Snowy Hydro is launching a community insights campaign to better understand the social impacts of the Snowy 2.0 project.

The campaign seeks to engage and connect with community members across south-eastern NSW to gather insights, opinions, and experiences related to Snowy Hydro operations and the Snowy 2.0 project.

Through an online survey available at, we invite residents, stakeholders, and interested parties to share their perspectives and help shape the future of their communities. A series of focus groups, one-on-one meetings, phone surveys and community pop-up stalls will support the online survey.

“This campaign reiterates Snowy Hydro’s commitment to transparent and inclusive community engagement,” said Snowy Hydro CEO Dennis Barnes. 

“We value the input of our community members and recognise the importance of understanding their needs and concerns.”

The survey, which will be open until 5 May 2024, covers a range of topics, including community sentiment, perceptions of the Snowy 2.0 project, and suggestions for improving Snowy Hydro’s community engagement efforts. Participation is open to individuals aged 18 and above who reside or own property in the Snowy Monaro, Snowy Valleys, Towong, Bega Valley and surrounding local government areas.

“We encourage you to take part in this survey and contribute to the dialogue surrounding the Snowy 2.0 project and its impact on our communities,” added Mr Barnes. 

“Your feedback will be important in informing Snowy Hydro’s social impact strategy and community engagement initiatives.”

Throughout April, Snowy Hydro representatives will engage with stakeholders in key regional towns, fostering open conversations about Snowy Hydro’s operations and future priorities. The consolidation of survey findings is planned for June 2024, with a publication of key results expected in July 2024.

For more information or to participate in the survey, please visit

Additionally, feedback or inquiries can be directed to Snowy Hydro via phone at 1800 623 776 or email at




This month we’ll update you on tunnel boring machine (TBM) Kirsten, which is putting Snowy 2.0 at the forefront of TBM tunnelling innovation, along with the unique concrete segments she will install as part of the inclined pressure shaft excavation and lining.

Damon Miller, Senior Engineering & Quality Manager for Snowy 2.0, works with the design, manufacturing and construction teams to plan and deliver the engineering solutions behind Snowy 2.0, the pumped hydro expansion of the Snowy Scheme.

Building the inclined pressure shaft (IPS) will be a unique and technically challenging engineering feat for the project team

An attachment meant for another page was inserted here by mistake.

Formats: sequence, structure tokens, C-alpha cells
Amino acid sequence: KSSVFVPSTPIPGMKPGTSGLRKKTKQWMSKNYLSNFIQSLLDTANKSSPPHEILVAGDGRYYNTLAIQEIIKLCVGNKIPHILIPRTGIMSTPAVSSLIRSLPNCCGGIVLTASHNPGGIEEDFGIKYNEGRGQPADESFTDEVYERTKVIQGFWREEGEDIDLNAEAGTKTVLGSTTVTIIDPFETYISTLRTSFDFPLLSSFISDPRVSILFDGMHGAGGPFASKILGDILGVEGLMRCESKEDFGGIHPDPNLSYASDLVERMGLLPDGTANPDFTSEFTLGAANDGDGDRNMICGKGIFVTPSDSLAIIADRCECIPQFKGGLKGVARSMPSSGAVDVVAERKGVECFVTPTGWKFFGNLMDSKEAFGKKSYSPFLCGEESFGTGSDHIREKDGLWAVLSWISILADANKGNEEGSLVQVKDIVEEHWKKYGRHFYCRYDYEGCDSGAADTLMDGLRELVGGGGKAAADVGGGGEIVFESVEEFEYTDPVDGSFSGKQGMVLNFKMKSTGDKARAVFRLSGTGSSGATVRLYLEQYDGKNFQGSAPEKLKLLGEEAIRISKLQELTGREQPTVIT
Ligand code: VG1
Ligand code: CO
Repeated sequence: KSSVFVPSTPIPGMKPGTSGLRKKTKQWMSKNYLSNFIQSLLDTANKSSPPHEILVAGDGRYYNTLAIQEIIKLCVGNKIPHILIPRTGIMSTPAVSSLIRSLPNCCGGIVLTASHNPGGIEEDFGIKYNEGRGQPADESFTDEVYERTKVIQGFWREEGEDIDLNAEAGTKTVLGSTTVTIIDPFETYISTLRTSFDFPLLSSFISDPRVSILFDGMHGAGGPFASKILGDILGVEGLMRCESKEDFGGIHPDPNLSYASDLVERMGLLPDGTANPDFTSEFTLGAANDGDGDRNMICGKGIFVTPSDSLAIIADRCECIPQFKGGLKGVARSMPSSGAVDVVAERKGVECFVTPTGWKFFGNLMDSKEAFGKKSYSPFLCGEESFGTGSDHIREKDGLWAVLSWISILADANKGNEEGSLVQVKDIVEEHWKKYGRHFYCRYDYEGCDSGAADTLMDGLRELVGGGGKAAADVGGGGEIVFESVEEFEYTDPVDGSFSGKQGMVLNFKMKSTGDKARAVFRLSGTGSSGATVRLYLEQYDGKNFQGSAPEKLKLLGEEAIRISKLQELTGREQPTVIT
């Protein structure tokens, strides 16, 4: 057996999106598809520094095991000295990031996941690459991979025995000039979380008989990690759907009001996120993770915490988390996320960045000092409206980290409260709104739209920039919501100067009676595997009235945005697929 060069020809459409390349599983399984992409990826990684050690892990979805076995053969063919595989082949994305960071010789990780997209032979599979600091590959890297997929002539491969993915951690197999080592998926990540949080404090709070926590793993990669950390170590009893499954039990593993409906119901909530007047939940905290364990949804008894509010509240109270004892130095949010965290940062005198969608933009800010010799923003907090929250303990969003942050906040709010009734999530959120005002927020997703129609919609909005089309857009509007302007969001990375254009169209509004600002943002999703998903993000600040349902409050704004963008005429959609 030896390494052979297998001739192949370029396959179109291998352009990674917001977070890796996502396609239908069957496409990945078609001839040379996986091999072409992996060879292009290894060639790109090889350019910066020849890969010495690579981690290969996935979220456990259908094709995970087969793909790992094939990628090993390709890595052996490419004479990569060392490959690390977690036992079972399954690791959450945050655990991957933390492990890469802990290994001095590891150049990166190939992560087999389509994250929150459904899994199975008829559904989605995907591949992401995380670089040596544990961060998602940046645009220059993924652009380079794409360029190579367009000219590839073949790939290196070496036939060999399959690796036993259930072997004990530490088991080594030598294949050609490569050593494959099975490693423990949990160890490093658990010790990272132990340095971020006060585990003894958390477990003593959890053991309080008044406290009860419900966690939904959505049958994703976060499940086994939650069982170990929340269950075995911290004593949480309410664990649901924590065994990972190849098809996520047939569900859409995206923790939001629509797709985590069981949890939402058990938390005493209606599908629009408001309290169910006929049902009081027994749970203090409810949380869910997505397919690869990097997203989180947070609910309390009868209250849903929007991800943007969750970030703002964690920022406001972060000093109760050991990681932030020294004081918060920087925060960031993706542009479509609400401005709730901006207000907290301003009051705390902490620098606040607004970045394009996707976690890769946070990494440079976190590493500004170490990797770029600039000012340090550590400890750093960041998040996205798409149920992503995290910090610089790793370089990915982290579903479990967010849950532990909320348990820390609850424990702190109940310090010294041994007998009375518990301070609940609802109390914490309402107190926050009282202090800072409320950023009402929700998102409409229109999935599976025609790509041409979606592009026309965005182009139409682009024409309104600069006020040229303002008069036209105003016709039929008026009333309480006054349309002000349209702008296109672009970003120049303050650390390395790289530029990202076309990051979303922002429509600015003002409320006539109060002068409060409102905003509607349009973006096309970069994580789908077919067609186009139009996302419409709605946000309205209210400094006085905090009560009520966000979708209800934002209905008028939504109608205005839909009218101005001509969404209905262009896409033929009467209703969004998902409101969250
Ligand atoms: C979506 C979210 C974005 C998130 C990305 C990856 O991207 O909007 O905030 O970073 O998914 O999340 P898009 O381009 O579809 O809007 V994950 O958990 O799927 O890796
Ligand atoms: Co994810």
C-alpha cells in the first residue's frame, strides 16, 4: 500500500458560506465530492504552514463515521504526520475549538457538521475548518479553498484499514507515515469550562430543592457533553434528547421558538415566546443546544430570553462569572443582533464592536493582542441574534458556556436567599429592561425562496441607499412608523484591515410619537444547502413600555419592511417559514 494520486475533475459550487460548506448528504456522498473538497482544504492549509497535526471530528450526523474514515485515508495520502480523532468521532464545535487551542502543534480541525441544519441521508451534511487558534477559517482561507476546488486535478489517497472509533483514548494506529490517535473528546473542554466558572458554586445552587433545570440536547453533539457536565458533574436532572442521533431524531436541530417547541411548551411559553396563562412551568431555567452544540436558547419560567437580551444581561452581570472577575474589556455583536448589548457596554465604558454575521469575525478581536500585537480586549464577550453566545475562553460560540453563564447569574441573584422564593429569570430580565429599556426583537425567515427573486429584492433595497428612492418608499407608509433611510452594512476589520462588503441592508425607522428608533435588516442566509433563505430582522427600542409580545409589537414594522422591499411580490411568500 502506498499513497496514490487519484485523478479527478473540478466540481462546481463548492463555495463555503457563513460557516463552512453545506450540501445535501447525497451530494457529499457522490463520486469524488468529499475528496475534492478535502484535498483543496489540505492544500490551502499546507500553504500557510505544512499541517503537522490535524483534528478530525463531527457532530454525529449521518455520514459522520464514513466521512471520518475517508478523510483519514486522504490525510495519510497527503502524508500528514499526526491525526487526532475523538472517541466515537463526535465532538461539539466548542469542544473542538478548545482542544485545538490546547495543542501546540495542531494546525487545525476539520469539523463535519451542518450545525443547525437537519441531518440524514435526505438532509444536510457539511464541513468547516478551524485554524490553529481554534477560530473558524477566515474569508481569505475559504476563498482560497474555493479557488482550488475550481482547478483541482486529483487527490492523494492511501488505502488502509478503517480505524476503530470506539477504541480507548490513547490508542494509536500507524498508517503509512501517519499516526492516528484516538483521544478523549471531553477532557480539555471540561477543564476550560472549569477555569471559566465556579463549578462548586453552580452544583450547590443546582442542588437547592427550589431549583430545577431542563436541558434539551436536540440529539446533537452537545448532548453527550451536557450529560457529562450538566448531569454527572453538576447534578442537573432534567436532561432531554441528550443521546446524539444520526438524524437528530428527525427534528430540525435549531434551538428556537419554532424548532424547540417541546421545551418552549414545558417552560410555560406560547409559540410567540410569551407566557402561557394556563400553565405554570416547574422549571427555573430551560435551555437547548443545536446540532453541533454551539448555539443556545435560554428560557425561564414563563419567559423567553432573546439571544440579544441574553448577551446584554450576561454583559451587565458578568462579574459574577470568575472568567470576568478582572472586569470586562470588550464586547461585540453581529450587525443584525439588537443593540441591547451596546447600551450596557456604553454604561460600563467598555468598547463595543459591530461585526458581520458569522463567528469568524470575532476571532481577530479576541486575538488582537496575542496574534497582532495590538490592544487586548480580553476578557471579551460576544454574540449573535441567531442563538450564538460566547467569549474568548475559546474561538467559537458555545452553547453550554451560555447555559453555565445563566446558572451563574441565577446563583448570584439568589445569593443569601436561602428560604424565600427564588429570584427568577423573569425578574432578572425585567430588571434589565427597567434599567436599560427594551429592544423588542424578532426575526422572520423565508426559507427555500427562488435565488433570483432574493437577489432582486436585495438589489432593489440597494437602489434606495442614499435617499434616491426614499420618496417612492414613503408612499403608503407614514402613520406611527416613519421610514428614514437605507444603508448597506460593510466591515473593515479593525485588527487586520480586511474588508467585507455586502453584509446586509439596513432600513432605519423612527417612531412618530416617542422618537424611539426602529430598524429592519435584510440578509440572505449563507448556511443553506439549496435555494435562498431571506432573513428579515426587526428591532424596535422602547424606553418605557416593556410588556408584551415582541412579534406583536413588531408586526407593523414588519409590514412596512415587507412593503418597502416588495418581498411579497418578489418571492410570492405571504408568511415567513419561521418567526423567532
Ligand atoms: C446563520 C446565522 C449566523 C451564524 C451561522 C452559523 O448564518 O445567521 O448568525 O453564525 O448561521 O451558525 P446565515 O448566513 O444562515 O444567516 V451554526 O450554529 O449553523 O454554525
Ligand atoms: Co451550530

After finishing the 2.9 kilometre Emergency Cable and Ventilation Tunnel, TBM Kirsten has been substantially modified for her next critical role excavating the IPS.

This very steep, 1.6 kilometre, 10 metre diameter shaft forms part of the waterway and will connect the headrace tunnel with the underground power station. 

Project director Dave Evans believes the specially manufactured segments being used for this shaft are going to change the world of hydropower. “It means we can do less steel lining, we can move power stations closer to the surface which is what we’ve done here and construct an inclined pressure shaft with a tunnel boring machine which all makes it safer, quicker and the quality a lot better.”

To see the latest Snowy 2.0 project statistics, view the fact sheet here.

To cope with the extreme and fluctuating water pressures in the IPS, the concrete segment rings lining the tunnel require bespoke connectors.

The Force Activated Coupling System or FACS are specially-developed steel couplers with pin and socket elements.

When the segment rings are interlocked, the pre-stressed FACS keep the joint closed when the tunnel experiences sharp changes in pressure from turbine operations and shut downs. It’s like water hammer when opening or closing a tap at home, just on a much larger scale.

This new technology has been developed by Future Generation joint venture partner Webuild and their designer Lombardi, with the FACS segments being manufactured at our precast factory in Cooma.

A large-scale test is being conducted by installing eight FACS rings to link the emergency, cable and ventilation tunnel with the IPS.

Meanwhile, innovative design by the leading TBM manufacturer Herrenknecht has allowed TBM Kirsten to be modified to safely tunnel uphill.

The machine’s working platforms, equipment and operator’s cabins all pivot to remain horizontal and the walkways become steps and ladderways. 

A screw conveyor will move excavated rock from the cutterhead. This feeds into a sandwich conveyor that has face-to-face rubber belts to hold the material so it can be transported down the steep slope without spillage.